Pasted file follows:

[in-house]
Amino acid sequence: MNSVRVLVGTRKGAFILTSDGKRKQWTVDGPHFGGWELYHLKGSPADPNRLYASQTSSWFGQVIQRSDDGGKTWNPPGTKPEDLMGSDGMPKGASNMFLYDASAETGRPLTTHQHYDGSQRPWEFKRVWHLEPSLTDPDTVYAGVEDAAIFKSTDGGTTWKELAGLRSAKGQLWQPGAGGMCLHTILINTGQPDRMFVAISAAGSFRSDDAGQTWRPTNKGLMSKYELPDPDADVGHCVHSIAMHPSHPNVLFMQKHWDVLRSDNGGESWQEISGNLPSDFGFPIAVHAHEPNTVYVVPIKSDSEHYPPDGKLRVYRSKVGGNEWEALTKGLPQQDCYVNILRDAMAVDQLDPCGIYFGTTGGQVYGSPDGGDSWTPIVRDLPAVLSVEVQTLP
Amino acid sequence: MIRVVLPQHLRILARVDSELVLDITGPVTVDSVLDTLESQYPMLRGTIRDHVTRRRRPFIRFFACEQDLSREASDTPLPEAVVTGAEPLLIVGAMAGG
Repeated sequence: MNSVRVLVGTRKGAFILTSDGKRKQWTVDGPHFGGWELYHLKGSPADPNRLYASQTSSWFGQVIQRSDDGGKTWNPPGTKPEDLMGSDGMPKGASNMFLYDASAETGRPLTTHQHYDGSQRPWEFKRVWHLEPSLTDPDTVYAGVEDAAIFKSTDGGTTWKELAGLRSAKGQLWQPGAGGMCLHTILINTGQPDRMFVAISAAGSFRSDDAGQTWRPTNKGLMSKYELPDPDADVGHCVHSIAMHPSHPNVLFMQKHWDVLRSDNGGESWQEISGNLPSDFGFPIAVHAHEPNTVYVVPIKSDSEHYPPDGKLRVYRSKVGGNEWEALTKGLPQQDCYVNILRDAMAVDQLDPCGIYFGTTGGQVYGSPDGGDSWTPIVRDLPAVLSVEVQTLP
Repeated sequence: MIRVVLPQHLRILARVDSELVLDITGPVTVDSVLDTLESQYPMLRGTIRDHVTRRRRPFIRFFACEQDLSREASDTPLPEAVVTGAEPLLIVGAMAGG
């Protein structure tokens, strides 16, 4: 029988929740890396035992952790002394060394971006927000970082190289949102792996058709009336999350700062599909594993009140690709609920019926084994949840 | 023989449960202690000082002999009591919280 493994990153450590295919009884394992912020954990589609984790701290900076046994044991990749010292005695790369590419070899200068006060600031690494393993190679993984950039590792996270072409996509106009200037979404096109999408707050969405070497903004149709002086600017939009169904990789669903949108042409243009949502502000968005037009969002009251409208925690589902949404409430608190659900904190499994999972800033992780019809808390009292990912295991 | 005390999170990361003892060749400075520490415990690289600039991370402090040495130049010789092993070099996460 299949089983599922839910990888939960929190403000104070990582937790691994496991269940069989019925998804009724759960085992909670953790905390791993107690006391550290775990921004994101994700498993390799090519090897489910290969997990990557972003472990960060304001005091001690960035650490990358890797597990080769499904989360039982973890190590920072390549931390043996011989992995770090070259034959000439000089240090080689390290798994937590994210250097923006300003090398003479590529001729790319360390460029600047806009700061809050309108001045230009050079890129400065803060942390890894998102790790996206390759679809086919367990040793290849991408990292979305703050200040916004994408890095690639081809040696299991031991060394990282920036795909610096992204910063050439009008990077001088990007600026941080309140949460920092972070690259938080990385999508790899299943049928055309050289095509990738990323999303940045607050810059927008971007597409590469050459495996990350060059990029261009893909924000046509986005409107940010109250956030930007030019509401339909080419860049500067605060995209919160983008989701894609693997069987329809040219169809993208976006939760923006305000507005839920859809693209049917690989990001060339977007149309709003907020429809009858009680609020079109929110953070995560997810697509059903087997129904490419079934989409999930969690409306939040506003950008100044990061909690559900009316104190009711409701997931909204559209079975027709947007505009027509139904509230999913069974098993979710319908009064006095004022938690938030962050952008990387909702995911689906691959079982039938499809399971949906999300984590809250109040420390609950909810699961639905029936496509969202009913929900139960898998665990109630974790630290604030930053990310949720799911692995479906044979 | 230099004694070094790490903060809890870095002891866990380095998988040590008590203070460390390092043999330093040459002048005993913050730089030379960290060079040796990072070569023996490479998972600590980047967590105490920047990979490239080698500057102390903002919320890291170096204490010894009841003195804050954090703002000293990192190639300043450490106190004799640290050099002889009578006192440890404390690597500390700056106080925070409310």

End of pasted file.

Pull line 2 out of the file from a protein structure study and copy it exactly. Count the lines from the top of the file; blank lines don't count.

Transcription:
Amino acid sequence: MNSVRVLVGTRKGAFILTSDGKRKQWTVDGPHFGGWELYHLKGSPADPNRLYASQTSSWFGQVIQRSDDGGKTWNPPGTKPEDLMGSDGMPKGASNMFLYDASAETGRPLTTHQHYDGSQRPWEFKRVWHLEPSLTDPDTVYAGVEDAAIFKSTDGGTTWKELAGLRSAKGQLWQPGAGGMCLHTILINTGQPDRMFVAISAAGSFRSDDAGQTWRPTNKGLMSKYELPDPDADVGHCVHSIAMHPSHPNVLFMQKHWDVLRSDNGGESWQEISGNLPSDFGFPIAVHAHEPNTVYVVPIKSDSEHYPPDGKLRVYRSKVGGNEWEALTKGLPQQDCYVNILRDAMAVDQLDPCGIYFGTTGGQVYGSPDGGDSWTPIVRDLPAVLSVEVQTLP